Shame of teenage homeless in Calderdale

Homeless personHomeless person
Homeless person
Calderdale faces an increasing homelessness problem among the young after figures showed the number of teenagers without a home has risen over the last three years.

The number of young people in Calderdale aged 16-17 becoming homeless in 2014/15 accounted for 21.6 per cent of homelessness acceptances - double the national average.

In Calderdale domestic abuse accounted for 42 per cent of people becoming statuary homeless in 2014/15. Parents and other friends or relatives no longer being willing or able to accommodate is the second most frequent cause.

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In recent years at least 49 per cent of Calderdale homelessness acceptances are single people, couples without children or adult siblings - a higher proportion of single person than the national or regional average

The figures, which shows the homelessness accpetance rise from 51 in 2011 to over 70 in 2014/15, come from a report by the Council’s director of Economy and Environment Mark Thompson.

The 2015 – 2020 Homelessness Strategy has been drawn up by Calderdale Council to tackle the issue which has the number of homeless acceptances on the increase since 2011.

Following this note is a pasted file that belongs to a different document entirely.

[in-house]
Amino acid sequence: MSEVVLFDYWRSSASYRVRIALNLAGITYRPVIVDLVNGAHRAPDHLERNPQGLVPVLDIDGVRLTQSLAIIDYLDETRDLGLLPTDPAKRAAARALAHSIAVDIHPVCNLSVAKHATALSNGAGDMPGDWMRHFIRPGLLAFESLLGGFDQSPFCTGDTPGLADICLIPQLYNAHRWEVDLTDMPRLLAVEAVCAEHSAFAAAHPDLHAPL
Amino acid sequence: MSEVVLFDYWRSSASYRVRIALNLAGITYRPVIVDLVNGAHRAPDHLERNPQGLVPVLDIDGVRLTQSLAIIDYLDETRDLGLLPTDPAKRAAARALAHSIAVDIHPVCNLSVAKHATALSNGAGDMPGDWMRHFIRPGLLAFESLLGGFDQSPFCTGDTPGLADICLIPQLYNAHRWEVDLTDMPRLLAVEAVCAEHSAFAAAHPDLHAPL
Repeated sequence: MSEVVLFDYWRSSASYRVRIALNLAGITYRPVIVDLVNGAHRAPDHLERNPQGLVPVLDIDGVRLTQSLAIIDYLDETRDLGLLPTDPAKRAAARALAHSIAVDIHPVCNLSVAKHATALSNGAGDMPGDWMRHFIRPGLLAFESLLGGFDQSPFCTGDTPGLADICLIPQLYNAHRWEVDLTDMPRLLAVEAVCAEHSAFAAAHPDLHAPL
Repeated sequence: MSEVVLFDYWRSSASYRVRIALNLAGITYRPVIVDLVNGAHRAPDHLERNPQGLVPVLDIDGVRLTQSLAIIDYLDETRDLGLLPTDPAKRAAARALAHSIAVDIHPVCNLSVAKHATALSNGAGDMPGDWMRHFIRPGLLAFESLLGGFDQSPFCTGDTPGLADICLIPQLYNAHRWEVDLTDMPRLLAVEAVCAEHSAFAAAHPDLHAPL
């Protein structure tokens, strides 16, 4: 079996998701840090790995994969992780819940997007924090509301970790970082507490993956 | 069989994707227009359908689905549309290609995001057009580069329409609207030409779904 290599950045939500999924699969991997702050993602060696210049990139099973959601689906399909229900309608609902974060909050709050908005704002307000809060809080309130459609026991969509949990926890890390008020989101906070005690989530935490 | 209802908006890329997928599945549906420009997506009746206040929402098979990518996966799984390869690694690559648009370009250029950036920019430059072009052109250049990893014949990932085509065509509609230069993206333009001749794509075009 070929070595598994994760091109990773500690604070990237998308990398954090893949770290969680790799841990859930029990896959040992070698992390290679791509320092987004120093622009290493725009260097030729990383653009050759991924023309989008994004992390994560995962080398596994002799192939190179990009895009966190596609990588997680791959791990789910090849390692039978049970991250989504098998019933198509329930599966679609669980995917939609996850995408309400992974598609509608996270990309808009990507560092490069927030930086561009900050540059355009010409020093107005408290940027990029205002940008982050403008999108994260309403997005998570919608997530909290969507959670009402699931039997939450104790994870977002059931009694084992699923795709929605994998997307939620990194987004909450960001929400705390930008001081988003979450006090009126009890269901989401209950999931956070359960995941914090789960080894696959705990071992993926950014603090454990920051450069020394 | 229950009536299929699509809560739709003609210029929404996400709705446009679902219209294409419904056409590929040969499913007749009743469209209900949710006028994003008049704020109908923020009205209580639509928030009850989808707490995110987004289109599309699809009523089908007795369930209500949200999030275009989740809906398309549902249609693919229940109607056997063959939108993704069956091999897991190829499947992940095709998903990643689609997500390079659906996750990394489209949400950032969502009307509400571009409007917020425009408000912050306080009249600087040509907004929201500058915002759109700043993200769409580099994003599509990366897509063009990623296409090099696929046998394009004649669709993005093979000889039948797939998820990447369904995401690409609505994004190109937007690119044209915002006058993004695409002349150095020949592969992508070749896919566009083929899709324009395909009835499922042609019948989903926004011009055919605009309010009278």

In his report that will go before Calderdale Council’s Cabinet on Monday, Mr Thompson said: “Homelessness can be defined in a number of different ways. For many it conjures up an image of someone sleeping rough, for others it may mean living in very poor quality accommodation, experiencing domestic abuse or having no security of tenure.

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“Whilst the 2015 -2020 homelessness strategy does deal with homelessness in its widest sense official homelessness statistics concentrate on households who are assessed by a local authority as being statutorily homeless; that is they meet specific criteria set out in legislation.

“In cases where a local authority is satisfied that an applicant is eligible for assistance, is in priority need and has become homeless through no fault of their own, the authority will owe a ‘main homelessness duty to that household. Such households are referred to as ‘statutory homelessness acceptances’.

“When a main homelessness duty is owed, the authority must ensure that suitable temporary accommodation is available until a settled home becomes available or the duty ends in some other way.

“In cases where a household is homeless, but not in priority need or is considered to have become homeless through their own fault, a lower level of duty is owed. This may be to provide advice and assistance to secure alternative accommodation or to provide short term temporary accommodation.”

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The homelessness strategy provides an overview of homelessness in Calderdale and discusses a number of key factors, issues and concerns.

The strategy also describes the Council commissioned and voluntary sector support available for homeless households as well as providing information about availability and affordability of rented housing in the Borough.

However, throughout the development of the strategy, the steering group was mindful of that because of budget constraints and pressures there is likely to be little if any additional funding available to resource new services or initiatives.